The man who was acquitted on DNA evidence was picked up leaving the hospital after being treated for a dislocated toe and denied any knowledge of the two murders.  He told the Trib that over 36 hours he was beaten by Boudreau repeatedly, and he confessed after Boudreau choked him, slammed him against the wall and hit him in the face – and after Boudreau was pulled off the suspect by another detective, stomped on his foot.

Maybe Governor Quinn should look into Kilroy Watkins’ case.

Whose firebombs? http://www.newstips.org/2012/05/whose-firebombs/ http://www.newstips.org/2012/05/whose-firebombs/#comments Sun, 20 May 2012 04:46:02 +0000 http://www.newstips.org/?p=6232 The Associated Press has the best report I’ve seen about the alleged firebombing conspiracy in Bridgeport, noting that defense lawyers say there were police infiltrators who stayed in the targeted apartments, and that they were the ones who brought the firebombs there.

(The Sun Times reports that undercover officers were present when the alleged firebombs were made, presenting that fact as evidence for the veracity of the charges.)

“Longtime observers of police tactics said the operation seemed similar to those conducted by authorities in other cities before similarly high-profile events,” according to the AP.

AP cites the RNC 8 – eight young people involved in planning protests at the Republican National Convention in 2008 who were charged with conspiracy to commit terrorism under Minnesota’s PATRIOT Act.  When it was finally resolved, five accepted plea deals for misdemeanor conspiracy to damage property – one got 91 days, the others no jail time – and charges were dropped against the other three.

Kind of not such a big deal as the initial headlines would have indicated.

Chicago police have a long history of infiltrating peaceful protest groups and fomenting violence – it’s one reason the Red Squad was banned by a federal court order (later lifted at the request of Mayor Daley) – and infiltration of protest groups seems to be standard operating procedure for “national security events.”

And nationally since 9/11, an embarrassing proportion of “anti-terrorism” cases have involved plots proposed, planned, and enabled by police agents. That seems to have been the case – in just the past month — with the Wrigley bomber as well as the alleged bombing plot of a group of Cleveland anarchists who supposedly “discussed” disrupting the NATO summit. Sometimes you wonder whether such efforts are directed at keeping us safe or “putting points on the board” – or, when big protests are planned, generating scare headlines.

“This is just propaganda to create a climate of fear and to create this public perception that protests are violent,” said Michael Deutsch of the National Lawyers Guild.

Given our history, it’s as plausible a theory as any.  Certainly some skepticism is in order.  And hopefully no one will be scared out of exercising their First Amendment rights on Sunday.

The AP also notes that two of the suspects were involved in an incident last week in which they were taunted by police during a traffic stop that was captured on video (Huffington Post has the video).  Like many, I thought of Chris Drew when I saw that story.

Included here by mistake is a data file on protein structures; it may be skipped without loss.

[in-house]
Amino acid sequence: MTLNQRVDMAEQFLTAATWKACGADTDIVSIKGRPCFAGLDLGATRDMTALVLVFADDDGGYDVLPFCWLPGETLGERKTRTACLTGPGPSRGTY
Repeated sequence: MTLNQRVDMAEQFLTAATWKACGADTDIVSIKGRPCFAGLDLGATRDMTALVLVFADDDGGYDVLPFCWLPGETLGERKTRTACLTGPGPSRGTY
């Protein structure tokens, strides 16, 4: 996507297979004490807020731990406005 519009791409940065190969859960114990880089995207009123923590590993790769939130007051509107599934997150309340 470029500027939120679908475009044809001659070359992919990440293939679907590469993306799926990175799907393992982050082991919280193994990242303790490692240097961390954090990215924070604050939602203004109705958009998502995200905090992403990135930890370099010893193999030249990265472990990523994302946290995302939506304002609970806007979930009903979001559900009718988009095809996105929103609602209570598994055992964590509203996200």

In that encounter, the cops bragged about Chicago in 1968 – when “the police rioted,” according to the Walker Commission.  In contrast, police have been disciplined and professional, sometimes in the face of verbal provocation, in all the protests I’ve seen this week, and the goal is clearly to avoid a major blowup.

But it’s also worth remembering what Don Rose said on the 40th anniversary of Chicago 68, when asked if there were anything the protestors should have done differently:

“The only thing in retrospect is, it would have been better to have teased out some of the police spies in our own organization.  As it turned out…much of the violence [by demonstrators] was perpetrated by police moles.  I suppose if we’d been more vigilant about who might be the moles and traitors among us, it might have been different.”

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Call for special prosecutor in Koschman case http://www.newstips.org/2011/12/call-for-special-prosecutor-in-koschman-case/ Thu, 15 Dec 2011 04:30:01 +0000 http://www.newstips.org/?p=5018 David Koschman’s mother has filed a petition calling for a special prosecutor to investigate her son’s death in a 2004 confrontation with Mayor Daley’s nephew and the possibility of a politically-motivated coverup of the case.

Nanci Koschman will discuss the petition at a press conference at 10 a.m. on Thursday, December 15, at Northwestern School of Law, 375 E. Chicago, 8th floor.  She’ll be joined by Locke Bowman of the MacArthur Justice Center and Andy Shaw of the Better Government Association.

The petition calls for a special prosecutor to investigate whether Daley’s nephew Robert Vanecko is criminally responsible for Koschman’s death, whether false reports were filed in the subsequent investigation, and whether police and prosecutors conspired to obstruct justice in order to protect the mayor’s relative.

State’s Attorney Anita Alvarez cannot conduct an impartial investivation, the complaint argues, because one of her assistants is a possible witness – and the possible subject of an investigation into official misconduct and obstruction of justice.